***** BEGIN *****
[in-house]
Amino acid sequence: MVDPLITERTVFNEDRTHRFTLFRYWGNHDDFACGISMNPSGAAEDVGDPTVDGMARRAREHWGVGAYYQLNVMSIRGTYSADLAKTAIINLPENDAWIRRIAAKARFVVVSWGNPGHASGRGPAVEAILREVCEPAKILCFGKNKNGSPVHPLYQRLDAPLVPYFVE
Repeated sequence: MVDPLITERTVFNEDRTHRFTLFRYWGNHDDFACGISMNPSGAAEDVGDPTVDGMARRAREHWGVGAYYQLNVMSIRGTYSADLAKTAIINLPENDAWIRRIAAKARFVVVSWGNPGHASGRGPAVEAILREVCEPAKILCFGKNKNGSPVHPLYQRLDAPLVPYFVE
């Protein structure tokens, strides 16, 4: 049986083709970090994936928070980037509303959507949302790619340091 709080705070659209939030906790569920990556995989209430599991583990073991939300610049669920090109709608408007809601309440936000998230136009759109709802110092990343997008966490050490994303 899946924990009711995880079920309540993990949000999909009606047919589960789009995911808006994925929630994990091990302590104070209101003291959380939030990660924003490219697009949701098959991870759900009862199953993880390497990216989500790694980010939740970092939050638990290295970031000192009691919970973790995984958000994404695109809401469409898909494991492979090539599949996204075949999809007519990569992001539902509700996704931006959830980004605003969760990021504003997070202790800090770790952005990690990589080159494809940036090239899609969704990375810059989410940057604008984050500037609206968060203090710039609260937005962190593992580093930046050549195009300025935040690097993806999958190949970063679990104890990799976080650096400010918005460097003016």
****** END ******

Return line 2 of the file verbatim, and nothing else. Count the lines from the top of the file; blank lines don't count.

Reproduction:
Amino acid sequence: MVDPLITERTVFNEDRTHRFTLFRYWGNHDDFACGISMNPSGAAEDVGDPTVDGMARRAREHWGVGAYYQLNVMSIRGTYSADLAKTAIINLPENDAWIRRIAAKARFVVVSWGNPGHASGRGPAVEAILREVCEPAKILCFGKNKNGSPVHPLYQRLDAPLVPYFVE